kung sa diskriminasyon, mayroon din naman.

pero hindi dahil ako’y promdi, ngunit dahil ako’y galing sa humanidades (humanities).

tandang-tanda ko pa noong ako’y nasa 2nd semester ng first year. kumuha ako ng biology class. sa unang meeting ng aming propesor, ang sabi niya:

“lahat ng humanities at non-science, please sit at the back. lahat ng engineering at science, please sit at the front.”

walang kaabog-abog, walang paliwanag. e di lumipat ako sa likod, kasama ng iba’ng hindi galing sa sciences. magkakasama sa harap ang mga engineering, biology major, physics major, economics.

mula noon ay hindi ko na gaanong pinansin ang propesor na kumikislap ang mga mata tuwing malalaman na tiga-engineering ang kanyang kausap.

di ko kailangan mga katulad niyang may sayad.

Venuses of the Masses


A recent, memorable non-fiction piece that I’ve read, written by a Filipino, is Joel Pablo Salud’s “A Venusian Tale.” This essay is part of the Blood Republic non-fiction collection.

It talks about the author’s short stint as a “creative manager” for a swanky Malate bar. I’ve written elsewhere that “A Venusian Tale” had a steady pulse that I found refreshing and intriguing at the same time, because the journo explored prostitution in Malate in a way that defeats common ‘outsider’ attempts to make sense of how it works.

Prostitution is often explored in as nothing but defilement, as if in the process of uncovering the underground economy of warm bodies, the spectator also becomes a merciless judge of humanity and morality – and the women involved are turned into helpless commodities.

We can see this process of unwitting dehumanization when prostitution dens are ‘busted’ on TV.

The maceration of womanity plays out easily enough, usually at dinnertime when everyone’s eating and hankering for the day’s news from any of the TV networks.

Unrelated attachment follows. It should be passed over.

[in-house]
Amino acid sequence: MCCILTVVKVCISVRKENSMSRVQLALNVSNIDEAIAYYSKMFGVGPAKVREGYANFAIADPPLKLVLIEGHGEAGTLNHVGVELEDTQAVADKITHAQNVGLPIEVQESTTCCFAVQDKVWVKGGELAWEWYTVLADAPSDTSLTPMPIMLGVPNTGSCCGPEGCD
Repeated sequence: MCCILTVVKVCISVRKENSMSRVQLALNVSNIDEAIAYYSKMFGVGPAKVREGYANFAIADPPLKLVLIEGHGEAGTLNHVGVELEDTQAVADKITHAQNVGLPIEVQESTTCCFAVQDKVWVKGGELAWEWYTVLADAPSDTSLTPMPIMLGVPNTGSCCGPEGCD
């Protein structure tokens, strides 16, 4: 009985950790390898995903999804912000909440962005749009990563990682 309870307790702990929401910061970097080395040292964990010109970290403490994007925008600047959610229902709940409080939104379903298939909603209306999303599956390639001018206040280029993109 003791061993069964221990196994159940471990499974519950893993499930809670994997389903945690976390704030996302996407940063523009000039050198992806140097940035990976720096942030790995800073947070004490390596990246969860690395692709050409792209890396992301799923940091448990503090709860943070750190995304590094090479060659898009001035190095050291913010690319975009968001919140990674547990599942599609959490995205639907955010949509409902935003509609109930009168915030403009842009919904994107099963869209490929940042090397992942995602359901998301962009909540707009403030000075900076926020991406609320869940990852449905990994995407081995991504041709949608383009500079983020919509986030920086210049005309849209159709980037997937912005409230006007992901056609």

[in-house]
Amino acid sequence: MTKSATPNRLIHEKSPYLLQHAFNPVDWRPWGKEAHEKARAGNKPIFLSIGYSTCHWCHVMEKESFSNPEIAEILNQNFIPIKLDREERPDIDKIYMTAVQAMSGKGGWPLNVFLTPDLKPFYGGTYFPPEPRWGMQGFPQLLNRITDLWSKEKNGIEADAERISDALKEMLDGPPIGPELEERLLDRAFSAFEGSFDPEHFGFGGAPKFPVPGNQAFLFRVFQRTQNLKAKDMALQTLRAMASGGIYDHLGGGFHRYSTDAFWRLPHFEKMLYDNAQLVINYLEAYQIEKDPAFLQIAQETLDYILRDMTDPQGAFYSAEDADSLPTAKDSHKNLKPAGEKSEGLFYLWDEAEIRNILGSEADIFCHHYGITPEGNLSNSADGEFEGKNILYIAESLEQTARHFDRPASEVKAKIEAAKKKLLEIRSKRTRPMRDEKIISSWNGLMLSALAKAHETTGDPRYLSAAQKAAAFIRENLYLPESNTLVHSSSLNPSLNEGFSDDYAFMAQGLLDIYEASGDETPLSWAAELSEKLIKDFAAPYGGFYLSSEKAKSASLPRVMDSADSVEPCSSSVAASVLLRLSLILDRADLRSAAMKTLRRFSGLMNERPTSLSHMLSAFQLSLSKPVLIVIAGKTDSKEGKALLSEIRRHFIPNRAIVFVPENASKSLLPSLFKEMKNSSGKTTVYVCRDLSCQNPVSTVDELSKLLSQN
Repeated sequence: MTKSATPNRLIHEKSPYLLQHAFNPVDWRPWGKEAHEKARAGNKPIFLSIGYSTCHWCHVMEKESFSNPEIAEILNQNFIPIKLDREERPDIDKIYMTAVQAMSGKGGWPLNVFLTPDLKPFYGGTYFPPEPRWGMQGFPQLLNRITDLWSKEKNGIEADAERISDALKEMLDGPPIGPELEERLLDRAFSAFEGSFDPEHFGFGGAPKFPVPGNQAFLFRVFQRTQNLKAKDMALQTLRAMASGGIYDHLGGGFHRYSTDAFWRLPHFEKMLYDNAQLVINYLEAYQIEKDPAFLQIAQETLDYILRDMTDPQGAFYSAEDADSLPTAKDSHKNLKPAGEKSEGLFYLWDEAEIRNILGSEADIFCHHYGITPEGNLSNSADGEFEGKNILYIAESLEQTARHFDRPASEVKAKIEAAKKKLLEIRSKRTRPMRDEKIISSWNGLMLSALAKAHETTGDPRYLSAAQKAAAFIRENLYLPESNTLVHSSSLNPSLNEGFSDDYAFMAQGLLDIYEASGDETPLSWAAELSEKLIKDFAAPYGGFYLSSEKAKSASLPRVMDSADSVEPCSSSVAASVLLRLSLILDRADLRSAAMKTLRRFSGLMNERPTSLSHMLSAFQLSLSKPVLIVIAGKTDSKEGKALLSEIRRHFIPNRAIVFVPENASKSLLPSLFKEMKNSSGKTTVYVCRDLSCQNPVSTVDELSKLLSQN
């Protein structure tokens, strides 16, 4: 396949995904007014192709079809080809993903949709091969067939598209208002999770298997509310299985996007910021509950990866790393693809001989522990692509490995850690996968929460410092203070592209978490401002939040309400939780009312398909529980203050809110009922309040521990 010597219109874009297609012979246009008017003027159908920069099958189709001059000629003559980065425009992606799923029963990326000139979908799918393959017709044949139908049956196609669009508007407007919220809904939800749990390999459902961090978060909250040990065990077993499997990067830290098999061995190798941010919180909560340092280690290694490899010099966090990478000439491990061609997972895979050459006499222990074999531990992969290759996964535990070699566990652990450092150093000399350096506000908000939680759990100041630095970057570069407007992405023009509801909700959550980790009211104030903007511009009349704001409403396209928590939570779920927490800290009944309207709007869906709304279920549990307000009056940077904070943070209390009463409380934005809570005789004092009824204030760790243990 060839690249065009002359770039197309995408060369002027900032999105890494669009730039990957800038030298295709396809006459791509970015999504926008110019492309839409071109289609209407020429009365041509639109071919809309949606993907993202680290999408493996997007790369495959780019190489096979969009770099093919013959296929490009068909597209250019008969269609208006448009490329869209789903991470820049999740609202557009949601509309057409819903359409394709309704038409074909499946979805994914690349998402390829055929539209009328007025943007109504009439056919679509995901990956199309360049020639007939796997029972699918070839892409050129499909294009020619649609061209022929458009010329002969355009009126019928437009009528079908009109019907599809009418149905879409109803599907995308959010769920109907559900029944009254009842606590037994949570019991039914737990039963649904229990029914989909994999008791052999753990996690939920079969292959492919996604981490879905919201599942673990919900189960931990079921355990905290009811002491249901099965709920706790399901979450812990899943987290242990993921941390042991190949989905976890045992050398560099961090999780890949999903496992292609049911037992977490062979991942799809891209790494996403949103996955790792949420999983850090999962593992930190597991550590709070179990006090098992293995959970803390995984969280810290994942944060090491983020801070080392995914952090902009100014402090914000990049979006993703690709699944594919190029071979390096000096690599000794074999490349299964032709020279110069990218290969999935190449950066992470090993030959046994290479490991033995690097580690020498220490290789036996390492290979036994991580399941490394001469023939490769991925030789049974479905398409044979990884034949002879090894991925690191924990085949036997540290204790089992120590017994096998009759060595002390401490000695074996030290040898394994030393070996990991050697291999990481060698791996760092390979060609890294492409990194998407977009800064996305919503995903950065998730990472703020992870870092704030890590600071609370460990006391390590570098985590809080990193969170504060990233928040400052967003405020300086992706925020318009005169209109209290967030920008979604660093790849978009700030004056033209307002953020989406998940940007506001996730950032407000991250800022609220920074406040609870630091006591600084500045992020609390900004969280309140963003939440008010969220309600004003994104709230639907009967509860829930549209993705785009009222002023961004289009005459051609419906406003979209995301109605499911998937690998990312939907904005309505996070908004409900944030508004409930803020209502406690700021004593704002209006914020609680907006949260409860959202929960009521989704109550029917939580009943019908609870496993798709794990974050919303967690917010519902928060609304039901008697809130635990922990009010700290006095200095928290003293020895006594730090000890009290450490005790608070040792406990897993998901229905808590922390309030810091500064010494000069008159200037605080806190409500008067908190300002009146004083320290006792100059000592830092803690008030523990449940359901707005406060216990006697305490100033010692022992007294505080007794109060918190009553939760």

A footage rolls of a camera zooming in on the dark entrance of a bar/hotel/house. Then come the red flashing lights – signaling the onslaught of police forces.

Sometimes, random pistol shots will ring out. These are called ‘warning shots.’ The scene darkens and resumes in harsh fluorescent light. Women of various ages and builds are herded into police trucks like cattle. Some are even in some stage of undress – the police don’t care.

The women cover their heads in shame, fear or sheer terror.

The final scene adds the necessary element of guilt, one that people love watching. A reporter saunters close and asks one of the women: “what were you doing in there?” The woman will answer “I don’t know anything” or “I’m just a waitress.”

These women are now subjects of the state. They are also immediately held hostage by popular perception. You see, imprisonment has many forms. Iron bars are just one of the many ways that a person can be incarcerated.

They are now part of the Philippine zarzuela that is occupied by both “good guys” and “bad guys.” These women are the unspeakable ones – women who have gone over to the ‘other side,’ the irredeemable side, the side where humanity is exchanged for cash.

Salud’s “A Venusian Tale” tells a strikingly different story.

For one, the accomplices and operators are clearly outlined. Abstracted society disappears from view. The portrait of the immoral streetwalker is replaced with an image of a tired woman who cannot wait for the day to end.

Endings are beginnings. What the night ends is the struggle for material survival. Daylight reconciles the women, the streetwalkers, with the other struggles of life – parts of their lives that we know nothing about.

The cover of darkness provides the enticement to participate in alcohol binges and partake of the warm touch of a willing woman. Desire, longing and lust are rolled into a convenient transactional activity with no strings attached and no awkward calls the morning after.